Developmentally Appropriate Practice

Specify program characteristics that serve young children's developmental and individual needs, based on current research and expert consensus.

Home Observation for Measurement of the Environment (HOME)

A checklist for gathering information about the quality of children's home lives through observation and parental interview.

Developmental Quotients (DQ)

Infant scores do not tap the same dimensions of intelligence measured at older ages.

Intelligence Quotient (IQ)

Indicates the extent to which the raw score deviates from the typical performance of same-age individuals.

Standardization

Giving the test to a large, representative sample and using the results as the standard for interpreting scores.

Normal Distribution

Most scores cluster around the mean, or average, with progressively fewer falling toward the extremes.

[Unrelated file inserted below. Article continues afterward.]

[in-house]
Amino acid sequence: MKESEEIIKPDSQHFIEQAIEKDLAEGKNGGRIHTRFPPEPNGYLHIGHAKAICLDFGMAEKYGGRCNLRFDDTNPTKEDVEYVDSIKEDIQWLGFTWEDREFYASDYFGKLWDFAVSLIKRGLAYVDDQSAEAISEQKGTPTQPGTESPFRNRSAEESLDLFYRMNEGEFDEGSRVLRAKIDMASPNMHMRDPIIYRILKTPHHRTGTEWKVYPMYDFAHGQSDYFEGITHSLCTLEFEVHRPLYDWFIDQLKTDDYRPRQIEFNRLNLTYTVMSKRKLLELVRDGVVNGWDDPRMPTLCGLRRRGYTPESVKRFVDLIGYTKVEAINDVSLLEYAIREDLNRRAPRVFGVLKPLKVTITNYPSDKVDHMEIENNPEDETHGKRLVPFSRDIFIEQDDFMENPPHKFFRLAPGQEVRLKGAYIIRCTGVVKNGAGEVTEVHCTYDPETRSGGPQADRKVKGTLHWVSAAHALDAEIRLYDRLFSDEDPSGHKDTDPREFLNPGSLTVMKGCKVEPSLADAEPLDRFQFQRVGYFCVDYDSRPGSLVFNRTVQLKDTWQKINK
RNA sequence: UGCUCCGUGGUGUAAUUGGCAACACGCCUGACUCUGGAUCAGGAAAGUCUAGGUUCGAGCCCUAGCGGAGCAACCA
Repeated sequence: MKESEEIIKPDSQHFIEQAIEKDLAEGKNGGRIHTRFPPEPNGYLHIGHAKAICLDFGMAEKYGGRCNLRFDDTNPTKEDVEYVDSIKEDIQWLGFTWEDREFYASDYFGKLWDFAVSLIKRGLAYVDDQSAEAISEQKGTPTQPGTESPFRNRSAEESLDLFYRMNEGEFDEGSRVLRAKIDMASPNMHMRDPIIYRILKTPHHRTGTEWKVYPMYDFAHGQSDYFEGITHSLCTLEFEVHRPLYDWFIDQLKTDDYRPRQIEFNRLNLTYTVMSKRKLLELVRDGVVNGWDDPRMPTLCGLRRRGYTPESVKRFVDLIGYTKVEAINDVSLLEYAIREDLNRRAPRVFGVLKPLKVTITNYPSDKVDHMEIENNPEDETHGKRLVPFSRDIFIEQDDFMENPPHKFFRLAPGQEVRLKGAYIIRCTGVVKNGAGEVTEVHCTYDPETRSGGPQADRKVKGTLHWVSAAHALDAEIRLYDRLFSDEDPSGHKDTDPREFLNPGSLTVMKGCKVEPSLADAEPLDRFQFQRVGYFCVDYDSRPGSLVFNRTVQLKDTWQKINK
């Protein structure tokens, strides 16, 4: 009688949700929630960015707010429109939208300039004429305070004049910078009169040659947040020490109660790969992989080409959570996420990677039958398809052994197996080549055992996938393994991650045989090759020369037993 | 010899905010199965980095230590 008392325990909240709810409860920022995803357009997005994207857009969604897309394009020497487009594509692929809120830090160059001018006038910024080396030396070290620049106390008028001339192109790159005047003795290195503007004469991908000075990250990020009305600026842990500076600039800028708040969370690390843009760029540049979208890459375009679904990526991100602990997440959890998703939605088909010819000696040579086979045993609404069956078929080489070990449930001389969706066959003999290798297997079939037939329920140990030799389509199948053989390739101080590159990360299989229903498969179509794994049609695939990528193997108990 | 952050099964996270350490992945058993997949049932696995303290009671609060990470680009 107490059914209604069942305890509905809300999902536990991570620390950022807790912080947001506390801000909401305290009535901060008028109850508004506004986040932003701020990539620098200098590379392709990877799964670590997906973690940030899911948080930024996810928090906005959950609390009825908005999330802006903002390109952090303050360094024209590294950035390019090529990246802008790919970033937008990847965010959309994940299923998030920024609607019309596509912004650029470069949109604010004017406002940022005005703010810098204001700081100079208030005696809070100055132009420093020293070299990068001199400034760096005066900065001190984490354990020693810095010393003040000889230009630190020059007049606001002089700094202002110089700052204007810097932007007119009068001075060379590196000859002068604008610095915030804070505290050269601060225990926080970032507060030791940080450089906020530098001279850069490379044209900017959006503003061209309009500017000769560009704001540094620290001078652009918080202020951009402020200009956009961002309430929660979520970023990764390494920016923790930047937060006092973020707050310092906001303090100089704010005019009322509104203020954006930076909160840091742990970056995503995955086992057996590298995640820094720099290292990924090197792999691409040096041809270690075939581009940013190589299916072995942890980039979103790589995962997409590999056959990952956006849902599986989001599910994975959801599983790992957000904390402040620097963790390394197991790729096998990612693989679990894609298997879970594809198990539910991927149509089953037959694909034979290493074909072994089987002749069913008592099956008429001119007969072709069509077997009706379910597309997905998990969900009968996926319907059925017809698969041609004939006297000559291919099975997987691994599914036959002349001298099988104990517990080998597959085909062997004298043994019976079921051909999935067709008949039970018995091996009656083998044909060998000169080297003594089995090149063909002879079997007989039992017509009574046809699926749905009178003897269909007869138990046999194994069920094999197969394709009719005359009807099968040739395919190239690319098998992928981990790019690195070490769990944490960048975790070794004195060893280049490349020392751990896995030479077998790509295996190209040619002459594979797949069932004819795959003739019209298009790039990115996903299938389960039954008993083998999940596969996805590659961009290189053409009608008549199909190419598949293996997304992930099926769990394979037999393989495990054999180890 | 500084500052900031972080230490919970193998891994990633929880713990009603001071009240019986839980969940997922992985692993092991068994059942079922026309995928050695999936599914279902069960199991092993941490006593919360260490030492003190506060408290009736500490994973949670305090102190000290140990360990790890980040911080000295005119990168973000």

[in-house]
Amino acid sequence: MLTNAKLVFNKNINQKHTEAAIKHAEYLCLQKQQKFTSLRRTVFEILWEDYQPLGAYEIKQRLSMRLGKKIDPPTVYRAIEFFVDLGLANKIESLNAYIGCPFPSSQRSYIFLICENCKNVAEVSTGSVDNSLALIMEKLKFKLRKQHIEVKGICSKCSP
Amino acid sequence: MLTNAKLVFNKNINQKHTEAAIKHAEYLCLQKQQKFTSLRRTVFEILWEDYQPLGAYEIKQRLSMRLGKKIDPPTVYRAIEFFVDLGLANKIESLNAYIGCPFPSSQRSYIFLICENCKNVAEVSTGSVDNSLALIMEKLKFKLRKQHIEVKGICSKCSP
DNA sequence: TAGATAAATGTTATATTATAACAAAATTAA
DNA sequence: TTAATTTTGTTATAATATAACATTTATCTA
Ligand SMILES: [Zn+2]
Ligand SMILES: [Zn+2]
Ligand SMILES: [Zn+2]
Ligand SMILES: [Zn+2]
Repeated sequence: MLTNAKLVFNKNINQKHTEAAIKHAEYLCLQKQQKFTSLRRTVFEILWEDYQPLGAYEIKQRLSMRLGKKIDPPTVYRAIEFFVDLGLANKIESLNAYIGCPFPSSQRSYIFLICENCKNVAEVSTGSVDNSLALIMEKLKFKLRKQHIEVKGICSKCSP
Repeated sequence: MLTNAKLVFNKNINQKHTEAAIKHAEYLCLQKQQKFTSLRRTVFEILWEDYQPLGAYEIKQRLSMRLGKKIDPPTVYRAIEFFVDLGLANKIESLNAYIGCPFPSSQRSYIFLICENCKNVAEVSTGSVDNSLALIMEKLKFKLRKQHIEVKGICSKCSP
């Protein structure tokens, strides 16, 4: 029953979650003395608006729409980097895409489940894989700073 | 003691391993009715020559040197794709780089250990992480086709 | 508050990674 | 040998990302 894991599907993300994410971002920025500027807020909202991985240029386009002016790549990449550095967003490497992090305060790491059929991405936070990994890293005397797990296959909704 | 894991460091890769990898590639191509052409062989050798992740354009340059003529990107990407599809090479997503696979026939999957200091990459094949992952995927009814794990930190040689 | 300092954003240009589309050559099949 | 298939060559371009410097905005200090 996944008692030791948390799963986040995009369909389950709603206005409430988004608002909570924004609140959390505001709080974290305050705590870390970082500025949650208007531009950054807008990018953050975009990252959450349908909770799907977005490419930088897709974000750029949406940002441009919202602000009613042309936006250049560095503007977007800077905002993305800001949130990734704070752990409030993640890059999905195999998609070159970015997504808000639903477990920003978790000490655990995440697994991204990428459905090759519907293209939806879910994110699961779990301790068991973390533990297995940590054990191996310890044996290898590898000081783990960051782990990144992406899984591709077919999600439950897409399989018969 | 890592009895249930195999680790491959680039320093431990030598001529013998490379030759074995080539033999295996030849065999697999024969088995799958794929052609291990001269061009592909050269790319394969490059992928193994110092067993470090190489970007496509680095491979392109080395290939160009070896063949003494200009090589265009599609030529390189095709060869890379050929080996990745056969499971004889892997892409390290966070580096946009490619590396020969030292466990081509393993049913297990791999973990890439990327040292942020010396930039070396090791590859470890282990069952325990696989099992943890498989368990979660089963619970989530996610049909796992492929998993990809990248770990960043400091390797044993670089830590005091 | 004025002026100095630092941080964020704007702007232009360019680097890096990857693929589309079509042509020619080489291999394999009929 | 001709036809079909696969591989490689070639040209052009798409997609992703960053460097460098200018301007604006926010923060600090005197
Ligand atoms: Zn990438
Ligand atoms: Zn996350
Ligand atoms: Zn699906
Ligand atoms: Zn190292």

Zone of Proximal Development

Refers to a range of tasks that the child cannot yet handle a lone but can do with the help of more skilled partners.

Recall

Involves remembering something not present.

Recognition

Noticing when a stimulus is identical or similar to one previously experienced.

Long-Term Memory

Our permanent knowledge base.

Central Executive

Directs the flow of information.

Working or Short-Term Memory

We actively apply mental strategies as we "work" on a limited amount of information.

Sensory Register

Where sights and sounds are represented directly and stored briefly.

Mental Strategies

Used to operate on and transform it, increasing the chances that we will retain information, use it efficiently, think flexibly, adapting the information to changing circumstances.

Core-Knowledge Perspective